Chapters in Constructivist views on the teaching and learning of mathematics Edited by C. Maher, R. Davis & N. Noddings. National Council of Teachers of Mathematics, Reston VA, 1990.

Confrey J. (1990) What constructivism implies for teaching. In: Davis R. B., Maher C. A. & Noddings N. (eds.) Constructivist views on the teaching and learning of mathematics. National Council of Teachers of Mathematics, Reston VA: 107–124. https://cepa.info/3879

In this chapter, a critique of direct instruction is followed by a theoretical discussion of constructivism, and by a consideration of what constructivism means to a classroom teacher. A model of instruction is proposed with six components: the promotion of student autonomy, the development of reflective processes, the construction of case histories, the identification and negotiation of tentative solution paths, the retracing and group discussion of the paths, and the adherence to the intent of the materials. Examples of each component are provided.

Davis R. B. (1990) Discovery learning and constructivism. In: Maher C., Davis R. & Noddings N. (eds.) Constructivist views on the teaching and learning of mathematics. National Council of Teachers of Mathematics, Reston VA: 93–106. https://cepa.info/3923

Excerpt: Recent years have seen two large-scale efforts at improving the curricular goals and pedagogical methods of school mathematics by placing greater emphasis on student experience, on good analytical thinking, and on creativity. The first of these was proclaimed (incorrectly) to have been a failure. Will our present-day sophistication, as represented by today’s constructivist perspective, mean that the second attempt will prove any more successful?

Glasersfeld E. von (1990) An exposition of constructivism: Why some like it radical. In: Davis R. B., Maher C. A. & Noddings N. (eds.) Constructivist views on the teaching and learning of mathematics. National Council of Teachers of Mathematics, Reston VA: 19–29. https://cepa.info/1415

To claim that one’s theory of knowing is true, in the traditional sense of representing a state or feature of an experiencer-independent world, would be perjury for a radical constructivist. One of the central points of the theory is precisely that this kind of “truth,” can never be claimed for the knowledge (or any piece of it) that human reason produces. To mark this radical departure, I have in the last few years taken to calling my orientation a theory of knowing rather than a “theory of knowledge.” One of the consequences of such an appraisal, however, must be that one does not persist in arguing against it as though it were or purported to be a traditional theory of knowledge. Another consequence is that constructivism needs to be radical and must explain that one can, indeed, manage without the traditional notion of Truth. That this task is possible, may become more plausible if I trace the sources of some of the ideas that made the enterprise seem desirable.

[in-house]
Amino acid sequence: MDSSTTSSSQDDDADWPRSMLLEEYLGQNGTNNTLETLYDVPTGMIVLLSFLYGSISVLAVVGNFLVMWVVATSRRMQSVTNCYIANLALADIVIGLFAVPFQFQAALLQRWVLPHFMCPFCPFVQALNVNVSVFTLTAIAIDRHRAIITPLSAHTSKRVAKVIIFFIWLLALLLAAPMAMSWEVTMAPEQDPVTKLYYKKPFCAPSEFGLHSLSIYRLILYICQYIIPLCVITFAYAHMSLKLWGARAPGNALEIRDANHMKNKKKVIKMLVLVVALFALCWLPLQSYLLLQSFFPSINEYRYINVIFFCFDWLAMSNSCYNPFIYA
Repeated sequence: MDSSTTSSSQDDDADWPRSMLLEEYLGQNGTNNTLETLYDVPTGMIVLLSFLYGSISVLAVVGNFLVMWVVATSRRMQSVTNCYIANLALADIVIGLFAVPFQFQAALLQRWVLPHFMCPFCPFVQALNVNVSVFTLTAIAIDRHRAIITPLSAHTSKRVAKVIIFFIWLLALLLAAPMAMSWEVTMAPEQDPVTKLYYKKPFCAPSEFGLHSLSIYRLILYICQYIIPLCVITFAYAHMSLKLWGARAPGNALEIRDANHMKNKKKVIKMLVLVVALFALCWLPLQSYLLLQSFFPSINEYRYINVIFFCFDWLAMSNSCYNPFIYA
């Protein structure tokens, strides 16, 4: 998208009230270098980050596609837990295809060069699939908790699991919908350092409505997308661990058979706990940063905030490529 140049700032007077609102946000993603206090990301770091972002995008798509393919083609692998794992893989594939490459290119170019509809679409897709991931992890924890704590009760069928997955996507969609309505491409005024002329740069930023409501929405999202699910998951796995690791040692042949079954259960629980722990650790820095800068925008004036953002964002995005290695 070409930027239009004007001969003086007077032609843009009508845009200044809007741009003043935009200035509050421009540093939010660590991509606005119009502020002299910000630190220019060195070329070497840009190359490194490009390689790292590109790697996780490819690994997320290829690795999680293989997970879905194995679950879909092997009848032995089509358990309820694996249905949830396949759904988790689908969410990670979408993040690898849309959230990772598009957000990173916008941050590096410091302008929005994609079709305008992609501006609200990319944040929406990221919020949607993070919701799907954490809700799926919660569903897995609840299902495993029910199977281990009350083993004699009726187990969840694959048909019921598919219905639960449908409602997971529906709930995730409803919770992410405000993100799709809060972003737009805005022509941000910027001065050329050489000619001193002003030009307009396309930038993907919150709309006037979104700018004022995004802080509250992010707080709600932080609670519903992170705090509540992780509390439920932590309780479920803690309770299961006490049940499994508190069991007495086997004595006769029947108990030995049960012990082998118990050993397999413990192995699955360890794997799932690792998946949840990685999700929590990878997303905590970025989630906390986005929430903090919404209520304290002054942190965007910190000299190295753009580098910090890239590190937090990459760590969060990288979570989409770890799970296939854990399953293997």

Reprinted in: Klir G. J. (ed.) (1991) Facets of system science. Plenum Press, New York: 229–238

Goldin G. A. (1990) Epistemology, constructivism, and discovery learning of mathematics. In: Davis R. B., Maher C. A. & Noddings N. (eds.) Constructivist views on the teaching and learning of mathematics. National Council of Teachers of Mathematics, Reston VA: 31–47. https://cepa.info/2976

Excerpt: What is the best way to characterize the body of knowledge that we call mathematics? How do children and adults learn mathematics most effectively? How can we best study their learning processes, and assess the outcomes of learning? Can meaningful learning be consistently distinguished from nonmeaningful or rote learning? What constitutes effective mathematics teaching, and how can elementary and secondary school teachers be enabled to provide it?

Noddings N. (1990) Constructivism in mathematics education. In: Davis R. B., Maher C. A. & Noddings N. (eds.) Constructivist views on the teaching and learning of mathematics. National Council of Teachers of Mathematics, Reston VA: 7–18. https://cepa.info/2961

Constructivism is a popular position today not only in mathematics education but in developmental psychology, theories of the family, human sexuality, psychology of gender, and even computer technology. It is also the center of considerable controversy in mathematics education. In a spirit of support for what constructivists are trying to accomplish, I want to discuss some strengths and weaknesses in the position. In particular, I will suggest that constructivism is not a strong epistemological position despite its adherents’ claims. Indeed it might best be offered as a post-epistemological perspective.